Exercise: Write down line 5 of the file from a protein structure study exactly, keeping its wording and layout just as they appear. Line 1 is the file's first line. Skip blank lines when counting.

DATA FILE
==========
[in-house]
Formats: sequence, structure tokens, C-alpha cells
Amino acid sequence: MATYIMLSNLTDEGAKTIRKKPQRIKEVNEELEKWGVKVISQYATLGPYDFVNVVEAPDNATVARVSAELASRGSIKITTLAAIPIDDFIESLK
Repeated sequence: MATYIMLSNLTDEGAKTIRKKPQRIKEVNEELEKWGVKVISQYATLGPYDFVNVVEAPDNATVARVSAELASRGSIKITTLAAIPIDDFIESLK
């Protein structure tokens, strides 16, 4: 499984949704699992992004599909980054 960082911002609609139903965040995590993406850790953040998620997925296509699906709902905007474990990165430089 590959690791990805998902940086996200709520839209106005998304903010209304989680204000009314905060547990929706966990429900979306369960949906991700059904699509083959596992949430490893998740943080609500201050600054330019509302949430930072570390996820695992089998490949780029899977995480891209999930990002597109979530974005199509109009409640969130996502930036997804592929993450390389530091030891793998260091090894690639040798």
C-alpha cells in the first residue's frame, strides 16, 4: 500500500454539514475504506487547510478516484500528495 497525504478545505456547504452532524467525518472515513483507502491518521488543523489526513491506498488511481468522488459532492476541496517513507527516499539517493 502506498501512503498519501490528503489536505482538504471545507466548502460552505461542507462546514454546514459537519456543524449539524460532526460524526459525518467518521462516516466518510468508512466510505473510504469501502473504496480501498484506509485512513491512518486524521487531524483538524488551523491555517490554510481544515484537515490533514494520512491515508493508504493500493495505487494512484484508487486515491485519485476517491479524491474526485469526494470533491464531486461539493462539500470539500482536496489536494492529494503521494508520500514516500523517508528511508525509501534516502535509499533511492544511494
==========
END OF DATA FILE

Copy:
């Protein structure tokens, strides 16, 4: 499984949704699992992004599909980054 960082911002609609139903965040995590993406850790953040998620997925296509699906709902905007474990990165430089 590959690791990805998902940086996200709520839209106005998304903010209304989680204000009314905060547990929706966990429900979306369960949906991700059904699509083959596992949430490893998740943080609500201050600054330019509302949430930072570390996820695992089998490949780029899977995480891209999930990002597109979530974005199509109009409640969130996502930036997804592929993450390389530091030891793998260091090894690639040798």